4. High transparency
Because of their immediate nature, EWA programs are updated every single day, if not more often. This is necessary for employees to be able to withdraw funds based on their hours worked. At the same time, it lets employees easily see how much money they have available. It gives them more confidence and transparency in their funds.
5. Benefits for employers
Employers can use EWA as a selling point during recruitment. This can help them attract better talent. It can also improve employee retention, reducing costs for replacing and training new ones.
Perceived cons of earned wage access
While those who support EWA say that it offers an alternative to payday loans, some critics say that it is not much better. Although we don't agree and have written about which EWA misconceptions to avoid, here's what the critics have to say:
1. Employees can get trapped in a cycle
Even without the interest rates, critics argue that it is easy for employees to fall into a cycle where they rely on the advance from EWA. They also argue that early access to one’s paycheque could ruin their budget for the following pay period. They will have less than expected in that pay period and therefore need to access some pay early once again.
2. It could make budgeting harder
Critics also argue that EWA makes it harder for users to budget. This comes down to the fact that any funds accessed early get deducted from the paycheque on payday. As a result, critics believe the paycheque will be lower, and it may be harder to pay future bills. At the very least, someone who takes advantage of EWA will receive a slightly different amount every payday, which can make budgeting and financial planning challenging.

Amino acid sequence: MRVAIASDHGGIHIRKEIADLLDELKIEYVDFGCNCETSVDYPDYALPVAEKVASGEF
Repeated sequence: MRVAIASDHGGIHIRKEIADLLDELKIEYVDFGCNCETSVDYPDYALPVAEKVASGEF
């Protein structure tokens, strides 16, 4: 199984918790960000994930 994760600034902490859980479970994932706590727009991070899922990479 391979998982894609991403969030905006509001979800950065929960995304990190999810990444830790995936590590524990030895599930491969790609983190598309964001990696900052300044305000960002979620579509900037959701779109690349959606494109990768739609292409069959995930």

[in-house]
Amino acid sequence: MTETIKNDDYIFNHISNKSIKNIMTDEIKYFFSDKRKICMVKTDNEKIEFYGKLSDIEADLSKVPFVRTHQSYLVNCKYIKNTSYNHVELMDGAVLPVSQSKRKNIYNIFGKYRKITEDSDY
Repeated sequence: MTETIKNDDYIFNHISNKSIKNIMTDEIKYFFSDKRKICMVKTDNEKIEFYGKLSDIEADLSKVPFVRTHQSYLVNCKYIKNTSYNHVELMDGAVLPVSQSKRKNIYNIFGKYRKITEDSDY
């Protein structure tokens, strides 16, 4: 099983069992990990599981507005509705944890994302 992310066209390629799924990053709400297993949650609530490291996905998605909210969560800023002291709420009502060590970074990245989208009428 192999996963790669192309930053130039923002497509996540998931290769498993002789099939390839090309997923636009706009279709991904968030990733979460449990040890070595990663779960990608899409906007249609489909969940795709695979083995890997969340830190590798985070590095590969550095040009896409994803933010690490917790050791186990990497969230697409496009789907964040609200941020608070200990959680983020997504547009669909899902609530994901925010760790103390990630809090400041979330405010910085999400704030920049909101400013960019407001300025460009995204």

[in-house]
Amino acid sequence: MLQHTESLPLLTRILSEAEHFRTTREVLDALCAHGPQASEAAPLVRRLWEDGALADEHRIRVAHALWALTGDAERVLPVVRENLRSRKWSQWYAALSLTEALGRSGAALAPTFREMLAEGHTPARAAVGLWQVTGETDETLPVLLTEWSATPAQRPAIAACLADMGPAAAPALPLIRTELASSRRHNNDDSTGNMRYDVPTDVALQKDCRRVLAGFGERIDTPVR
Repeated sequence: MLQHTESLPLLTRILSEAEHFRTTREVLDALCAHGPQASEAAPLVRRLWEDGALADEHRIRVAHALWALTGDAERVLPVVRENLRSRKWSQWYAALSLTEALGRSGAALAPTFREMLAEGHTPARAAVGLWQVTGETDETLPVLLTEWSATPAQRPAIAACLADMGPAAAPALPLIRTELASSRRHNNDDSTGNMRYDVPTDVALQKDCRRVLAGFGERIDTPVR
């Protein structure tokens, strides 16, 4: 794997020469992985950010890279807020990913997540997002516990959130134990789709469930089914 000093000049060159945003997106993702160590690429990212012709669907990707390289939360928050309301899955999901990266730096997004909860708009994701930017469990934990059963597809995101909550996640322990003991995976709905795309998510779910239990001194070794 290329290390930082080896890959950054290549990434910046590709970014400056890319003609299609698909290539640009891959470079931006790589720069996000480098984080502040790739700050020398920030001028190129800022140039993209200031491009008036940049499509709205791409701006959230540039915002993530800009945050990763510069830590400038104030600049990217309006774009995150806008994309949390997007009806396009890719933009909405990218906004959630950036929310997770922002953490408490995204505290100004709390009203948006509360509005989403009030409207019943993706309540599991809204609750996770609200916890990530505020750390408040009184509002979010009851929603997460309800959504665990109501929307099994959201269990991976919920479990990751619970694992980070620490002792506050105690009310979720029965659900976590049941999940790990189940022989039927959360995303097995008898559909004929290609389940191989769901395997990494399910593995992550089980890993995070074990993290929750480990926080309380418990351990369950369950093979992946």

3. Some have fees
As mentioned, some EWA programs do not charge interest — the keyword being “some.” Some do charge interest, while others may charge other fees. The US EWA provider Earnin, for example, has faced criticism for its tipping model. Although it has since changed, at one point, Earnin limited the size of loans based on the tips users had paid.
Some estimates indicate that the fees from some providers can create an effective interest rate of 365% or more.
4. The ability to advance more than the paycheque
There have also been cases where people used EWA to receive more money than they would earn on their following paycheque, effectively forcing them into overdraft.
This also poses a risk for the EWA provider. They could potentially advance someone more than they will be able to pay back.
Of course, the risk of either of these scenarios happening is low. That is because the EWA system only advances funds for hours that were already worked. The programs will not offer advances based on planned hours.
5. Employers have upfront costs
There is also the fact that employers may have to pay to start using an EWA program. The employers will also have to spend time and money rearranging payroll and possibly finding a new solution that is compatible with their chosen EWA program.
That being said, employers can also pass most of the costs of the program onto the employees who take advantage of it. Of course, that only worsens the earlier concern about fees.
Wrapping it up
Some employers in Canada offer earned wage access via a third party or partnership. This lets you get an advance on your paycheque, based on hours that you have already worked. Essentially, you can get access to wages that you have already earned but are still part of the current pay cycle.
EWA gives you much more flexibility in terms of your finances and can provide a financial safety net. At the same time, you have to be cautious about any potential fees and changes to your budgeting. As long as you use a reputable platform and are aware of any fees, EWA can be incredibly useful.
Cedric Jackson is a crypto writer, sharing his experience to educate and inform people about Bitcoin, cryptocurrency, and blockchain technology, aiming to provide a global perspective on the events shaping the development of the new crypto economy.